• Rob Sedran

      The Montreal task force has been neutralized. Their purpose now is to explore commonalities in the two programs to exploit opportunities. The RC-EM and the CCFP-EM PD’s had no interest in a common program. The country is well served by a two training stream system approach and both programs lead to a diverse EM approach. Once again we should be pointing out our diversity and not saying we are all equivalent.

  • Justin Kopp

    When I did my ER rotation in medical school I asked a preceptor which route was the best one. His advice was, “If you just want to work in the ER a CCFP(EM) will suffice, if you want to have a serious career in academia and research then go through the FRCP. (I should mention he was an EM).

    I wouldn’t say his statement is 100% true, but I do think it holds some validity. When one has five years to establish themselves at an academic emergency hospital during their training I imagine it does make transitioning into a similar institution far easier. Our hospital (USask) had/has mostly CCFP(EM)’s and they do provide a wealth of teaching and do some great research, but it’s not clear to me if this is the case in the larger centers.

    That said I think the general sentiment on this site is the correct one; that is if you like family medicine then the CCFP route is the way to go otherwise do the FRCP. I think it is also fine to backup with the CCFP (unless you really hate family medicine). Keep in mind that even if you do not match with the CCFP, there are opportunities out there to challenge the exam after five years of emergency experience. Many rural providers do it this way… and some busy “rural” emergency care centers provide a decent level of acuity and patient mix to keep things very interesting (for example Prince Albert).

    I personally only chose CCFP programs during the matching process because I enjoyed my family medicine rotations, specifically my rural ones. In fact since I didn’t match to EM until I had worked a year as a GP, I almost opted to decline the match and continue working as a family doc (although I’m glad that I took the chance as I’m having a lot of fun)!

    I think the table you posted is probably the most salient point. Really just reference the table and it gives a person enough information to make an informed choice. If you’re like me and enjoy family med then do the EM, if not do the FRCP. I will say, though, not to chose it based on program length because if you hate family medicine those two years of training are going to feel like four.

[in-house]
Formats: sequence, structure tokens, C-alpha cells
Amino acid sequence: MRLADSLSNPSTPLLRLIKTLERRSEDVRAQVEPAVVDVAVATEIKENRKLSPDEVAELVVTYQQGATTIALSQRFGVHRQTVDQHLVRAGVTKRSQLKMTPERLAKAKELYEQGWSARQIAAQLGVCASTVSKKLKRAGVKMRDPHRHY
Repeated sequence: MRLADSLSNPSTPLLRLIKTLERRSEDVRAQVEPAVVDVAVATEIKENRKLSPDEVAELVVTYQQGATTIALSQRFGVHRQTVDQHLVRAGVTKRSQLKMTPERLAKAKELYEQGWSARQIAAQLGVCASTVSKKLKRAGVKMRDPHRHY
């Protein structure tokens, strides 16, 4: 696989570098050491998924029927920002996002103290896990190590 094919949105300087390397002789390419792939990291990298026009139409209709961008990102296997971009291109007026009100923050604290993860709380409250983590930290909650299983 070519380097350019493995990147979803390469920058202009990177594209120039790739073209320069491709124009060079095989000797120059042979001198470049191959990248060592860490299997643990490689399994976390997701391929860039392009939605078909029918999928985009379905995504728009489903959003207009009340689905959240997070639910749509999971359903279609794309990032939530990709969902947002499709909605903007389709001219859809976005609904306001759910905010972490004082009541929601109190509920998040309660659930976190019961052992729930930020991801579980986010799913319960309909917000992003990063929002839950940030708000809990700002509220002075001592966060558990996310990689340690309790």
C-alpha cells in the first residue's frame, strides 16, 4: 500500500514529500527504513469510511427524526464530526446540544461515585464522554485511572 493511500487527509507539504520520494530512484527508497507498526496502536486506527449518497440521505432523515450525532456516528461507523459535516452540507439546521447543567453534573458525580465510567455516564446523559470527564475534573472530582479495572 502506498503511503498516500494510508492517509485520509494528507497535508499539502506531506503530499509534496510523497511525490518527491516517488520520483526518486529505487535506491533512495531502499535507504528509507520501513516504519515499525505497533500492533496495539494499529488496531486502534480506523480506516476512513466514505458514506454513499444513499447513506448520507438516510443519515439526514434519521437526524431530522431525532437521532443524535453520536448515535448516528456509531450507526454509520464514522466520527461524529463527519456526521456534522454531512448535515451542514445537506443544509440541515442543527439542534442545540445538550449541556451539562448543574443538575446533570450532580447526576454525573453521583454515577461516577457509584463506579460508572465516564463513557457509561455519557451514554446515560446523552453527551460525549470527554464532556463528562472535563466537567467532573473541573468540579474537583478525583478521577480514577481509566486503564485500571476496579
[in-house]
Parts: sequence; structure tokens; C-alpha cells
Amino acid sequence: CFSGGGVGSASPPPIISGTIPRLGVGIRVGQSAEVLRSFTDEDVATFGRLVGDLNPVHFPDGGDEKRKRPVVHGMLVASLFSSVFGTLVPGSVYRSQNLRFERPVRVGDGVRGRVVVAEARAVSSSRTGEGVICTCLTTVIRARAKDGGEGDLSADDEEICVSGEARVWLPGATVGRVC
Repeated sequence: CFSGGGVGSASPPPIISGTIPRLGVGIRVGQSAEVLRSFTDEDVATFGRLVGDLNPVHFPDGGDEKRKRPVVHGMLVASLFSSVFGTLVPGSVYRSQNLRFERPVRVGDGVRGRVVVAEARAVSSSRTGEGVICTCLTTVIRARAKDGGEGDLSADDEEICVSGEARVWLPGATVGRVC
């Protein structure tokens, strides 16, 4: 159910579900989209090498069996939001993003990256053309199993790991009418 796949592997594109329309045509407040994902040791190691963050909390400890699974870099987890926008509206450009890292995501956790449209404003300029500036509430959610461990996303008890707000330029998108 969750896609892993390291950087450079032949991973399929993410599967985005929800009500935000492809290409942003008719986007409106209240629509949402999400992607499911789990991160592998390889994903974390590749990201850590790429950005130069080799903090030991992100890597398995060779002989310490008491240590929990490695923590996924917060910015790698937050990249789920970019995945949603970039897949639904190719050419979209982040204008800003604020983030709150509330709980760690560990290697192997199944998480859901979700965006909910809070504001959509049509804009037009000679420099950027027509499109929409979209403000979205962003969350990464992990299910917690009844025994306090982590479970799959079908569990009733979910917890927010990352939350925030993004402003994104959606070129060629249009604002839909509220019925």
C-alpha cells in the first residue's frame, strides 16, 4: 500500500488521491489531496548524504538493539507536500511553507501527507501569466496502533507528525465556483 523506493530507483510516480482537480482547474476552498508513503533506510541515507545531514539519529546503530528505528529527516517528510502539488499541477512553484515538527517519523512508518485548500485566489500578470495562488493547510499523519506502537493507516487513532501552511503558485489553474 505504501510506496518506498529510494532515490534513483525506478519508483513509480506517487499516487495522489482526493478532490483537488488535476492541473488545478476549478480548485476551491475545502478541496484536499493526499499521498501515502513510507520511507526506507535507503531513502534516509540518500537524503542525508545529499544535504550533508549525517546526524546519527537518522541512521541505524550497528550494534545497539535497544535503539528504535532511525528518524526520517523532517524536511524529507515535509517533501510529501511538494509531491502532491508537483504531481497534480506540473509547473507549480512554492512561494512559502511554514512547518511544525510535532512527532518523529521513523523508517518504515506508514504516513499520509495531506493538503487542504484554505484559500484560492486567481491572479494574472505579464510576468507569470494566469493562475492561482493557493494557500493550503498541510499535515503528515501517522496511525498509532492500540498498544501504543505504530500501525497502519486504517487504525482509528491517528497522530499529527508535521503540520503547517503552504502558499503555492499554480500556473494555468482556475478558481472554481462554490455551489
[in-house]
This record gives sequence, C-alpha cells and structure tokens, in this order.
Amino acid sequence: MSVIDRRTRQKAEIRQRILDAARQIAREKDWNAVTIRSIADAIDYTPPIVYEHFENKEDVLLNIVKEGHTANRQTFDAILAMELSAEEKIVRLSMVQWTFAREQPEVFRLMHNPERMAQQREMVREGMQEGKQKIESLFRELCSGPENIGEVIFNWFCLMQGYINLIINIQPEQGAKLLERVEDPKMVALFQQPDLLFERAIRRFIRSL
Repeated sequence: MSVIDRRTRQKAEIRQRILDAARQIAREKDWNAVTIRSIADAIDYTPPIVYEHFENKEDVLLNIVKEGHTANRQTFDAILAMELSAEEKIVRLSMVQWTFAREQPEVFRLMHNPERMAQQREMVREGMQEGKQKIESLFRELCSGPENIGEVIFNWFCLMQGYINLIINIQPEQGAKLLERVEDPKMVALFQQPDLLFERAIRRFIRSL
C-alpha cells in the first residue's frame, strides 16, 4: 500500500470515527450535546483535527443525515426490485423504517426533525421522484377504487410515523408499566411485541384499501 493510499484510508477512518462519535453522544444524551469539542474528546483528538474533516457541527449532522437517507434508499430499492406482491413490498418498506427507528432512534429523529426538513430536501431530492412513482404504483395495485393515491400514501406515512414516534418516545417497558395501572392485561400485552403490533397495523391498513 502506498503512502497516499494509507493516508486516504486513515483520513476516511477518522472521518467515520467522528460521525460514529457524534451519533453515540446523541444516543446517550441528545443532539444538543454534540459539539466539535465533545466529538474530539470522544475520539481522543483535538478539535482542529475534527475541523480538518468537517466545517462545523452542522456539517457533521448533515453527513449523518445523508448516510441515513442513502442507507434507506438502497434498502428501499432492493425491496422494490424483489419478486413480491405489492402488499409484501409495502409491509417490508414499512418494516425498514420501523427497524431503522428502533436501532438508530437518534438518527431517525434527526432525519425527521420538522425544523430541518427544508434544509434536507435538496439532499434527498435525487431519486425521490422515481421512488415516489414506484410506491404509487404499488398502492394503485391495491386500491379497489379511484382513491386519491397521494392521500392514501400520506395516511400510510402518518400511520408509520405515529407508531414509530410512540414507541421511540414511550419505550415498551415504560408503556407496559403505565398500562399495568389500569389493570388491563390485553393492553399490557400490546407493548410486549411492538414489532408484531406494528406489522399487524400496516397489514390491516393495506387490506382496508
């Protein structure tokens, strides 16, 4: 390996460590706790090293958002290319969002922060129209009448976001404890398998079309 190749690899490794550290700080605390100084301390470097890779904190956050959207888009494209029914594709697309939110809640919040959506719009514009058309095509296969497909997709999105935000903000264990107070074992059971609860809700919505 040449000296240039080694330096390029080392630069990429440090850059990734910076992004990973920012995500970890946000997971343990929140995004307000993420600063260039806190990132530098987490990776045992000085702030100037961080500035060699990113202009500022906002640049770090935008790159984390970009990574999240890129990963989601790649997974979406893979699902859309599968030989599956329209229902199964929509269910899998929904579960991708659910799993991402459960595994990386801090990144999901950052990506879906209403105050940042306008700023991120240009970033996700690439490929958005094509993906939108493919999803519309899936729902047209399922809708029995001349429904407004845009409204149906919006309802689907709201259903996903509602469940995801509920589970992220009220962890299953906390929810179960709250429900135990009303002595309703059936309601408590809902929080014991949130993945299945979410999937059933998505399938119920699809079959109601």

• Merna Adel

    Thanks for the great blog…really helpful
    I just have a question please if anyone could there a difference in the job opportunities offered post residency for both tracks?
    is there any preference or they’re treated equally and the preference is based on the CV?
    another question, for CCFP-EM route…do they take their EM training in university hospitals or large tertiary care centers? or just restricted to community hospitals?

    • Merna, I responded to this question on the facebook post you made. To reiterate:
      I think I answered most of those questions in the post. Anecdotally, the job market for EM doctors graduating from either program is great right now. I have no idea what it will be like in the future. While I anticipate that in the majority of cases a Royal College trained doctor would get hired before a CCFP-EM trained doctor if both were fresh out of residency and there was only 1 job, that’s hypothetical and right now they both have great job opportunities everywhere. You’d have to look at the specific CCFP-EM program to see where they train.

  • Charlie’s Chan

    As LAY as LA can be, I Is.
    Thank you for sharing
    Didn’t have a clue until you chose to Enlighten me. !
    … Henceforth , we shall be more Observant to these miniscule difference’s,
    Less the FACT I personally don’t give two Hoots in a barn About PAPER-WORK.
    … “The QUALITY GOES in Before THE NAME Goes ON”.
    And I ain’t talking about ToeTAGS my friend.